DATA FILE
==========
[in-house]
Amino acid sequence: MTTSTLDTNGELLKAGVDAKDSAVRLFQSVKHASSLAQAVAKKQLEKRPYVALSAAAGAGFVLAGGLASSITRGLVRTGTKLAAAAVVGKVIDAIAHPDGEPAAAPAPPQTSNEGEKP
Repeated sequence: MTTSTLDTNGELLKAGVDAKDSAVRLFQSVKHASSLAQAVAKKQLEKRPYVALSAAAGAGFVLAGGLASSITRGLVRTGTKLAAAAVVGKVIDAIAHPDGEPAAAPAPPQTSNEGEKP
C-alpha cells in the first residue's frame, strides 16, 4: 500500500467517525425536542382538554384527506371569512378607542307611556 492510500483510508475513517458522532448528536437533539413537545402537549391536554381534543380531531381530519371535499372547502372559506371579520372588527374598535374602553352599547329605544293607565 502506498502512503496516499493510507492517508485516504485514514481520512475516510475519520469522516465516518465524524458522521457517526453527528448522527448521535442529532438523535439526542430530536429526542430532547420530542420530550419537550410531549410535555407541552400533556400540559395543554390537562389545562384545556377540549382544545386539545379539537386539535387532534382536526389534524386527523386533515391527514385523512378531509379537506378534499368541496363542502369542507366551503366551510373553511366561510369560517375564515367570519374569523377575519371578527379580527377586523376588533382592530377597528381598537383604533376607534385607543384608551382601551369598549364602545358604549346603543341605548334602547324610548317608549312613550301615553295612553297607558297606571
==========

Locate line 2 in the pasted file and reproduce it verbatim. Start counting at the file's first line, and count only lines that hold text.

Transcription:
Amino acid sequence: MTTSTLDTNGELLKAGVDAKDSAVRLFQSVKHASSLAQAVAKKQLEKRPYVALSAAAGAGFVLAGGLASSITRGLVRTGTKLAAAAVVGKVIDAIAHPDGEPAAAPAPPQTSNEGEKP